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Oral history interview with Mirjam Pinkhof

Oral History | Accession Number: 1997.A.0441.67 | RG Number: RG-50.462.0067

Mirjam Pinkhof (née Waterman), born May 12, 1916 in Loosdrecht, Netherlands, describes her father, who was an idealistic socialist and left Amsterdam, where he worked in the diamond trade, to found an agricultural training center on a farm in Loosdrecht in the 1920s; how her mother once belonged to an agricultural commune named “Walden”; attending the modernist school at Bilthoven, where one of her teachers was Joop Westerweel, who became a Christian rescuer of Jews; starting a private school on her parents’ farm in 1940; working until 1943 with Jews and non-Jews in the resistance movement led by Westerweel, Joachim Simon (Schuschu), and Menachem Pinkhof, whom she married in 1945; sending youths from Zionist training centers across Europe to Palestine; getting her parents freed from Westerbork through her bribe of diamonds in 1943; being imprisoned in 1944 at Westerbork and Bergen-Belsen; the deprivation in the camps and on the evacuation train, where she was kept for two weeks in the spring of 1945; Russians liberating the train in June 1945 at Trobitz, Germany; being in displaced persons camps in Luxembourg and Eindhoven, Netherlands; her husband’s work with Aliyah Bet and a Jewish Brigade group to send illegal immigrants to Palestine; the Pinkhof family obtaining legal British certificates for entry into Palestine; and settling in Haifa in 1946.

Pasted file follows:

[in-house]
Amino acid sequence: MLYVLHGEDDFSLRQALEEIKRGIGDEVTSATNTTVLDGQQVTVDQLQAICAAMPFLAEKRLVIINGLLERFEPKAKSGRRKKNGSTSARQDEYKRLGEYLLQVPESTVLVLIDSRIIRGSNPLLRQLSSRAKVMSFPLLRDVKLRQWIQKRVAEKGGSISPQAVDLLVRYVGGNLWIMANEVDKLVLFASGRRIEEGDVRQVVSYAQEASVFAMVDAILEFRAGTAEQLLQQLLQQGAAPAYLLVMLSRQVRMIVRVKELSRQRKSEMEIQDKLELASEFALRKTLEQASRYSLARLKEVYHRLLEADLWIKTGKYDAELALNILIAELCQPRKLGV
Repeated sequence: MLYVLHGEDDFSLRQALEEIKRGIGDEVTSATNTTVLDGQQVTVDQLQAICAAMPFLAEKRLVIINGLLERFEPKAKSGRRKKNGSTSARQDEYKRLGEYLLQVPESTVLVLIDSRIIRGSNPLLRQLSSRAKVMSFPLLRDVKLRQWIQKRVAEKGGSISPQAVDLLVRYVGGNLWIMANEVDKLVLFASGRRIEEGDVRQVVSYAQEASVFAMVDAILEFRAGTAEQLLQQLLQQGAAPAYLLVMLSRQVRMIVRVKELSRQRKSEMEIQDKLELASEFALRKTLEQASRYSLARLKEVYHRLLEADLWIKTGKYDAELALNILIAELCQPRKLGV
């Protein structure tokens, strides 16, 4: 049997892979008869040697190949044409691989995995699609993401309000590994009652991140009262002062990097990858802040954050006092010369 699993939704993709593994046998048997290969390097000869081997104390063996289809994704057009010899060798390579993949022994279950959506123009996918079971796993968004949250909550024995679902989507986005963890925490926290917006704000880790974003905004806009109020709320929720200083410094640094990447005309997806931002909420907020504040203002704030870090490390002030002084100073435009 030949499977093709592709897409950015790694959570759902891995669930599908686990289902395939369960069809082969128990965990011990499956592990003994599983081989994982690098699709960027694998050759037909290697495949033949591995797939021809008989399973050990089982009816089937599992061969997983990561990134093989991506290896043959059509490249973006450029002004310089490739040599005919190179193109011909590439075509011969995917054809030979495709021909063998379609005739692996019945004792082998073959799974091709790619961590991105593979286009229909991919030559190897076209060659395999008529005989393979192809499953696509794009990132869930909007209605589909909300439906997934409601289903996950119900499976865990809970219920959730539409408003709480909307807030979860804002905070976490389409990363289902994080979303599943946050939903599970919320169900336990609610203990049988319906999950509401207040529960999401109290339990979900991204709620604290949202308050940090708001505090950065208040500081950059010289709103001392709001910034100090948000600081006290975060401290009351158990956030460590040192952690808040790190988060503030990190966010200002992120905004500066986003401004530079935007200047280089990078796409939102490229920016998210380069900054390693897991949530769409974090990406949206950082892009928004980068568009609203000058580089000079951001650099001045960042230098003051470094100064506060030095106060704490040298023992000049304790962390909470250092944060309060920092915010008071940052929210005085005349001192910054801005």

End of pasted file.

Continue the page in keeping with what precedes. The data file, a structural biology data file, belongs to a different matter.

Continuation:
Some video files begin with 10-60 seconds of color bars.
Pinkhof, Mirjam Waterman
interview:  1989 July 08
2 sound cassettes (60 min.).
Credit Line
United States Holocaust Memorial Museum Collection, Gift of the Gratz College Holocaust Oral History Archive
Record last modified: 2022-07-28 20:10:41
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